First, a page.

Copyright ©2013 NPR. For personal, noncommercial use only. See Terms of Use. For other uses, prior permission required.

ARUN RATH, HOST:

You can find Johnnie Walker whiskey in pretty much every country in the world, even places where alcohol is banned. One hundred and twenty million of those iconic square bottles with the little walking man on them were sold worldwide last year. And it's no accident that the blended Scotch whiskey is rising in popularity, especially in places with the booming middle class, from South America to Africa.

Afshin Molavi is a senior research fellow at the New America Foundation. He recently wrote about Johnnie Walker's global domination in Foreign Policy magazine. He joins us now to talk about it. Hi, Afshin.

AFSHIN MOLAVI: Hi there. Nice to be with you.

RATH: So I want to start with a bit of tape. This is from a commercial for Johnnie Walker. This is from Mexico.

(SOUNDBITE OF JOHNNIE WALKER AD)

RATH: Since this is radio, we know - understand it's dramatic, but you better describe what's going on.

MOLAVI: It's a great ad. You have a group of Mexicans, many of them looking quite middle class, walking up a hill, but they are bound by a chain. And as they walk up and up and up, this chain is attached to a boulder. And at some point, the chains snap, everyone falls to the ground, blackbirds circle above. And suddenly, one by one, they begin to unburden themselves from the ropes and the chains, and they walk up, up, up, up the mountain. And suddenly, you cue the soaring and inspiring music and the blue sky vistas. At the very end of this advertisement, you see the tag line: Keep walking Mexico, with that iconic Johnnie Walker brand.

RATH: You think that Johnnie Walker's trying to do something more with this ad, right?

MOLAVI: Absolutely. I mean, in many ways, Johnnie Walker has set itself up as this kind of global aspirational drink of the middle class. They have an ad in Greece. And in the ad, it says something like, keep walking even though there's rain, even though there's a storm. And keep walking with hope in your hearts. And so they're really kind of playing on, you know, nationalism, national aspiration, national achievement. And they seem to be doing a pretty good job.

RATH: I've been preaching about the transformative power of whiskey for a long time and nobody's listened to me.

(LAUGHTER)

MOLAVI: That's right. That's right. And, you know, but what's interesting is where they're growing. They're really growing in the emerging markets. We're looking at another three billion people entering the global middle class by the year 2030. So what are companies like Johnnie Walker's parent company Diageo doing? They're chasing that global middle class, as is McDonalds, as is Starbucks.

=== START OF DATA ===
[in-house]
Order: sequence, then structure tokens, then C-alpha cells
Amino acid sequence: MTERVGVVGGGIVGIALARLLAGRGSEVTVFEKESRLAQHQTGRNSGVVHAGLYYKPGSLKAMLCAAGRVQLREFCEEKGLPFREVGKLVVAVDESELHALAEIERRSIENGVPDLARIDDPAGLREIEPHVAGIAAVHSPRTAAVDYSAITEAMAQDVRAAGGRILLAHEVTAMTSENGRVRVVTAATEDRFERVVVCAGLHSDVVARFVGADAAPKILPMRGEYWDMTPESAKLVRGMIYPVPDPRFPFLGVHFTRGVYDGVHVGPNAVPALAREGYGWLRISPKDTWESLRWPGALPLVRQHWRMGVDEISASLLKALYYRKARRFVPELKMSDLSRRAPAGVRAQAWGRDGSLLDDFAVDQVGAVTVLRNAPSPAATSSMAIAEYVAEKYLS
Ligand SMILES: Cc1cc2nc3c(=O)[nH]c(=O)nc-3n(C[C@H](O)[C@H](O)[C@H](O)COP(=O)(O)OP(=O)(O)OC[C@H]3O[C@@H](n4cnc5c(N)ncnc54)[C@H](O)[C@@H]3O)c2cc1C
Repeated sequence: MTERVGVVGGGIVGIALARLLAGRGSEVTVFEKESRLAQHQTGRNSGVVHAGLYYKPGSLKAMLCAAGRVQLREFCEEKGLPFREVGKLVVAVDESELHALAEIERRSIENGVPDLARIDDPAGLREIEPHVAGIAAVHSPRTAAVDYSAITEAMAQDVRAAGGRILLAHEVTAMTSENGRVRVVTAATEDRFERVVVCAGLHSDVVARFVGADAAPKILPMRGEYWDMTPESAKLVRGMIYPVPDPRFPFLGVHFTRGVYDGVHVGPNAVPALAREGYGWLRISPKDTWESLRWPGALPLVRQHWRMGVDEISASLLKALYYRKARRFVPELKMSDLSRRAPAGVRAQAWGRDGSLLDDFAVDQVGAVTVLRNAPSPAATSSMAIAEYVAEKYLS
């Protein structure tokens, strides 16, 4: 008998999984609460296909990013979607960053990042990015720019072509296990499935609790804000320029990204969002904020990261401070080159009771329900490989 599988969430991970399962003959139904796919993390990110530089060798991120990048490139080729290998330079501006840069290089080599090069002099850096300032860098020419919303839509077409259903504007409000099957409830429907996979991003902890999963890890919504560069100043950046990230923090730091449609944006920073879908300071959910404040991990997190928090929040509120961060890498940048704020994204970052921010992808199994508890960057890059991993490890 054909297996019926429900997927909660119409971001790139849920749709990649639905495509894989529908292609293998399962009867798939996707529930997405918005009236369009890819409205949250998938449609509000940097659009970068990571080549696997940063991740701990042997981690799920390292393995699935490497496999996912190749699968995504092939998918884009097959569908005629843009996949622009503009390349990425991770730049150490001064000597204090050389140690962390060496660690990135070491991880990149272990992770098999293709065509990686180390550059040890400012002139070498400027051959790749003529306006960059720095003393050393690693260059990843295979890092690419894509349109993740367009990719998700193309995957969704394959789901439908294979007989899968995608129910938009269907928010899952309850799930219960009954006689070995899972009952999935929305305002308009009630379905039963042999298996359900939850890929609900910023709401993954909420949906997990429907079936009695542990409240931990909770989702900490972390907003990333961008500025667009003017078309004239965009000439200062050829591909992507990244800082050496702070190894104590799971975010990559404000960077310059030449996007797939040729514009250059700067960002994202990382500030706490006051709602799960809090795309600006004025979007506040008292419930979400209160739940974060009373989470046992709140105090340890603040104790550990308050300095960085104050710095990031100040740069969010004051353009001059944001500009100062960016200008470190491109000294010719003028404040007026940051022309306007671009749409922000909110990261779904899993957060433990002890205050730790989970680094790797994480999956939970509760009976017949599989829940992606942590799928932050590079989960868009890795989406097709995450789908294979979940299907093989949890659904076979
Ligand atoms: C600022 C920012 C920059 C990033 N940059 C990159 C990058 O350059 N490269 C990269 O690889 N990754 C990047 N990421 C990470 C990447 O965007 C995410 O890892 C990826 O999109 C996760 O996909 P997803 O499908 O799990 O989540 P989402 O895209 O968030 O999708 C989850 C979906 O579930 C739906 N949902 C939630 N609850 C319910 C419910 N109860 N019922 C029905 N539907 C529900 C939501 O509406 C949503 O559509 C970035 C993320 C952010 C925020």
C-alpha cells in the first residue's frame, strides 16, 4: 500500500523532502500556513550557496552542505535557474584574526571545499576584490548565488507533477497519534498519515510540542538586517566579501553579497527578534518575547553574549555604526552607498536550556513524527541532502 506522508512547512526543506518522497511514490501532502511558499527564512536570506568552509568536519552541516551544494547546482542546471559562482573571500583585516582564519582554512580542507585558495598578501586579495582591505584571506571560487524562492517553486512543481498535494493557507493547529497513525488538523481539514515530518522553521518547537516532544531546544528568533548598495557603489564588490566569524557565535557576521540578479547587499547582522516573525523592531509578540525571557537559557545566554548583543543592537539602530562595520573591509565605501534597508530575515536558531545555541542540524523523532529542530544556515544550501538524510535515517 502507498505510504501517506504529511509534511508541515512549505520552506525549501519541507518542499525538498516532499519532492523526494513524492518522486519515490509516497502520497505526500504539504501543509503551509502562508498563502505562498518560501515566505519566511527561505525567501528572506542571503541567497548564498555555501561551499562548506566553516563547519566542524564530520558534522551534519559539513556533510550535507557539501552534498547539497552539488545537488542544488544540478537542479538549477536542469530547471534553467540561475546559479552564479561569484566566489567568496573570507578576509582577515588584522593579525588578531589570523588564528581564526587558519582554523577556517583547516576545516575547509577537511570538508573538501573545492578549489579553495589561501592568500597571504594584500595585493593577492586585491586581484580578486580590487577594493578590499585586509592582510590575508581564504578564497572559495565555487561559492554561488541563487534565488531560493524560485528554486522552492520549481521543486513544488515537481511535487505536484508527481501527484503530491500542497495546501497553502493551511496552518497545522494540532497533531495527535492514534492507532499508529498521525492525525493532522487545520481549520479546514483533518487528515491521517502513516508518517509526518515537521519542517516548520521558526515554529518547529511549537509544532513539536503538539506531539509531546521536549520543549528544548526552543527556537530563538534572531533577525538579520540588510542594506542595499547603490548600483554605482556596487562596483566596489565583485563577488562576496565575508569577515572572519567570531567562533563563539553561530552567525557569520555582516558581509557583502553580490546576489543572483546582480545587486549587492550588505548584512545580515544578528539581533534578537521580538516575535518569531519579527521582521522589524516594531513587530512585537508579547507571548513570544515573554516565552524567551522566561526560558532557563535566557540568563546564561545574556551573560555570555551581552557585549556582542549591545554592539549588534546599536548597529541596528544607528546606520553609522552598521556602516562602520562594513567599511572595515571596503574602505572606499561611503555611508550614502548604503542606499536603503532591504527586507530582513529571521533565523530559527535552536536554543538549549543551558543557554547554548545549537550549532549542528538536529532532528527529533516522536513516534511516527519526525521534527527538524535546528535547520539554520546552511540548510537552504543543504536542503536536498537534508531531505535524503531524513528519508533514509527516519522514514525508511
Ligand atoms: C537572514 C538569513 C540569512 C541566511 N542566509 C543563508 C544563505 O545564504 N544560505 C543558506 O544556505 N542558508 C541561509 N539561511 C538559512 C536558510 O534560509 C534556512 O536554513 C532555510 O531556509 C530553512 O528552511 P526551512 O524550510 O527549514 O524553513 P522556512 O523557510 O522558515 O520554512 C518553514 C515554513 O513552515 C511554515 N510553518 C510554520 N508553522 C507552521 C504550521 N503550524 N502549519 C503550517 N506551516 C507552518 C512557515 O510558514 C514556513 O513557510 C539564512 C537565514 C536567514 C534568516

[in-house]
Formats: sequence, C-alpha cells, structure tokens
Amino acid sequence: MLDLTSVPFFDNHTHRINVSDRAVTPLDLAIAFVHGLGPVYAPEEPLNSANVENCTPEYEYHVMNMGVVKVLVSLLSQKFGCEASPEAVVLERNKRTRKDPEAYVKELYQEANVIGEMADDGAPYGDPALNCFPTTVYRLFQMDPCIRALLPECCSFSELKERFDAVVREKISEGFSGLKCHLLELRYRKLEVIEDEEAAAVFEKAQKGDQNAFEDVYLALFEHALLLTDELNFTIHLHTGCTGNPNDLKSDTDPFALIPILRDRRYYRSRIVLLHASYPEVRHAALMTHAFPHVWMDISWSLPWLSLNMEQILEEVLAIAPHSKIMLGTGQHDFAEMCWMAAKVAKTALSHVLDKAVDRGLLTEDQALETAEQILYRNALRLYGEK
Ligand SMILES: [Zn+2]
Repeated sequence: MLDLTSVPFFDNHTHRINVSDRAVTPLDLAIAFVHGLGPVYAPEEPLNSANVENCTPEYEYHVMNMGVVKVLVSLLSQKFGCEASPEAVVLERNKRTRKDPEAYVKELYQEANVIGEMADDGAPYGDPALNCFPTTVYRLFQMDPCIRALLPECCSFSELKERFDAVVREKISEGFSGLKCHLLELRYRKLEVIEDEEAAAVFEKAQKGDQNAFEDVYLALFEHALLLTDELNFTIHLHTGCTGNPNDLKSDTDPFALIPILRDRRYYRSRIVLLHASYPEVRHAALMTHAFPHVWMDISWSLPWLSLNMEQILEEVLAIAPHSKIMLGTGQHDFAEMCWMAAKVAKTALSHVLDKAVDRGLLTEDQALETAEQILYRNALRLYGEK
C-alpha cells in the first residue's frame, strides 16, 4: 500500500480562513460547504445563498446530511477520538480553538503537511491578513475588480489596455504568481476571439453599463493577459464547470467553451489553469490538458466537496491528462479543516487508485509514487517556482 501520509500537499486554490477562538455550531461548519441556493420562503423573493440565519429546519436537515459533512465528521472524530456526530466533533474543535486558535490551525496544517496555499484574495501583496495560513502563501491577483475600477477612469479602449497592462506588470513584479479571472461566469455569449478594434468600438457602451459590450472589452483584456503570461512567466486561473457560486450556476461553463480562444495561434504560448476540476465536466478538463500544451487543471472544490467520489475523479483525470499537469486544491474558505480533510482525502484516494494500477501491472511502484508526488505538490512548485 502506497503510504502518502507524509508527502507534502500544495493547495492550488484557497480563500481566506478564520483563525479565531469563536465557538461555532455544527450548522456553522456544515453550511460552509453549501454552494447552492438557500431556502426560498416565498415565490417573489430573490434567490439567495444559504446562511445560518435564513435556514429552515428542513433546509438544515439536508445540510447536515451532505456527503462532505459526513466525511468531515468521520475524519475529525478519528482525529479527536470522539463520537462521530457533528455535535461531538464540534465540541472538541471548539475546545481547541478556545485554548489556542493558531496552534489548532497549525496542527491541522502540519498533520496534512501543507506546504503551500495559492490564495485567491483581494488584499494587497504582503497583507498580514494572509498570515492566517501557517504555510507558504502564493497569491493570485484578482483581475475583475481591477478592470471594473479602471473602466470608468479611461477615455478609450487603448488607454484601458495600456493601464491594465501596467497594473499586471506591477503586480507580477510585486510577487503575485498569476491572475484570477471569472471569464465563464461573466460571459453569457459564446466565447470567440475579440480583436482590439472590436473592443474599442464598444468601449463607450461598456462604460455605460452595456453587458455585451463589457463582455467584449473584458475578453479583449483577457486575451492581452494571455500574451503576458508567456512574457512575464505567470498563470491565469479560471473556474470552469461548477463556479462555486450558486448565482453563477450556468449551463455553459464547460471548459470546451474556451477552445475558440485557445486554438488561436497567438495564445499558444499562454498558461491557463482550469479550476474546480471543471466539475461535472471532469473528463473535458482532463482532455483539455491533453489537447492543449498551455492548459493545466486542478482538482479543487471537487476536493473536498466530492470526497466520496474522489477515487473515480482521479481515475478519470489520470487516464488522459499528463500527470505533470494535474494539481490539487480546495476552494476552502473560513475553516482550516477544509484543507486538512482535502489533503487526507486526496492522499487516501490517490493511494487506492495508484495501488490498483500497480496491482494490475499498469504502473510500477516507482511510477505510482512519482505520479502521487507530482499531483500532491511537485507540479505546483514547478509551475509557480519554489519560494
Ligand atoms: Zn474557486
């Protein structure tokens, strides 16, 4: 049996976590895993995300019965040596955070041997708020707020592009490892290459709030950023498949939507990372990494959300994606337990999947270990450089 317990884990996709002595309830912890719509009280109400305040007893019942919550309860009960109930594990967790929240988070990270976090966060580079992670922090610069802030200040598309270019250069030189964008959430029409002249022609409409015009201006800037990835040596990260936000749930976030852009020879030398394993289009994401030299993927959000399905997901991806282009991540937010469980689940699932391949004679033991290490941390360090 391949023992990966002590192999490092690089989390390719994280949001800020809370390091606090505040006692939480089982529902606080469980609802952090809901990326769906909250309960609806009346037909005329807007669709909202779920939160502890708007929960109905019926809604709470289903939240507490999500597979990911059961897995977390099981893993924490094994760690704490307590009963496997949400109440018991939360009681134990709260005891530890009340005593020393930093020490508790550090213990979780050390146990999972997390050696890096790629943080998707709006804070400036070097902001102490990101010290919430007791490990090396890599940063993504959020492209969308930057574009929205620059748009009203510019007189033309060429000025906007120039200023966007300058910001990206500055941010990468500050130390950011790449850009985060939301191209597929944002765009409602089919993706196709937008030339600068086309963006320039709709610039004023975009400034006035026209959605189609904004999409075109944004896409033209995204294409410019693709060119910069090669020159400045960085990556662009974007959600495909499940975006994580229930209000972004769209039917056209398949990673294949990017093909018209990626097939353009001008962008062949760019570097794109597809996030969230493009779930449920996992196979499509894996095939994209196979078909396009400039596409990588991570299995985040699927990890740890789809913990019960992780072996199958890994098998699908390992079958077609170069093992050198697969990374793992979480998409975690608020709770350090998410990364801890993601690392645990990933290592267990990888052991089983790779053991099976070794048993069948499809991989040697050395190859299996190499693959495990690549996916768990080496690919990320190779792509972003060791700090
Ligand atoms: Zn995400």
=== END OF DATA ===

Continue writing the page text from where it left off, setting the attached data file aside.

And the way Diageo and Johnnie Walker are doing it is they're targeting what I call the GLAMS, the global aspirational middle classes, the ones who are rising. And they're urging them to keep walking, and they're urging them as they walk - oh, by the way, as they say in Scotland, take a wee dram of whiskey along the way.

RATH: Is there a reason why whiskey is a better measure of this kind of growth than other things, say, like, you know, caviar or Humvees?

MOLAVI: You know, it's a good question. I think whiskey's a - maybe a little bit more accessible, particularly the red label, which is kind of the entry level brand. Johnnie Walker has become something like Rolex and Louis Vuitton in the sense that even if you can't afford it, there are actual Johnnie Walker fakes that you can purchase in stores and put them on your mantel piece. You may not want to drink it, but you want to show your guests that, yes, you too can afford Johnnie Walker scotch whiskey.

But it's a - what's interesting about this story is this was a company founded in 1819 as a small general grocer in Scotland. And then around the early 20th century, the sons of the original founder, John Walker, really began effectively marketing this brand. And over lunch, writing on the back of a napkin, an advertiser by the name of Tom Brown created the striding man icon.

And when you look at today's striding man, today's striding man is just a silhouette. So in a sense, he could be anyone. He could be you. He could be someone in Africa, someone in India, someone in China. And so they've done a pretty good job of kind of making the striding man in every man.

RATH: Afshin Molavi. His article on Johnny Walker appears in Foreign Policy magazine, and it's called "Straight Up." Afshin, thank you so much.

MOLAVI: Thank you.

Copyright © 2013 NPR. All rights reserved. No quotes from the materials contained herein may be used in any media without attribution to NPR. This transcript is provided for personal, noncommercial use only, pursuant to our Terms of Use. Any other use requires NPR's prior permission. Visit our permissions page for further information.

NPR transcripts are created on a rush deadline by a contractor for NPR, and accuracy and availability may vary. This text may not be in its final form and may be updated or revised in the future. Please be aware that the authoritative record of NPR's programming is the audio.

Comments

 

Please keep your community civil. All comments must follow the NPR.org Community rules and Terms of Use. NPR reserves the right to use the comments we receive, in whole or in part, and to use the commenter's name and location, in any medium. See also the Terms of Use, Privacy Policy and Community FAQ.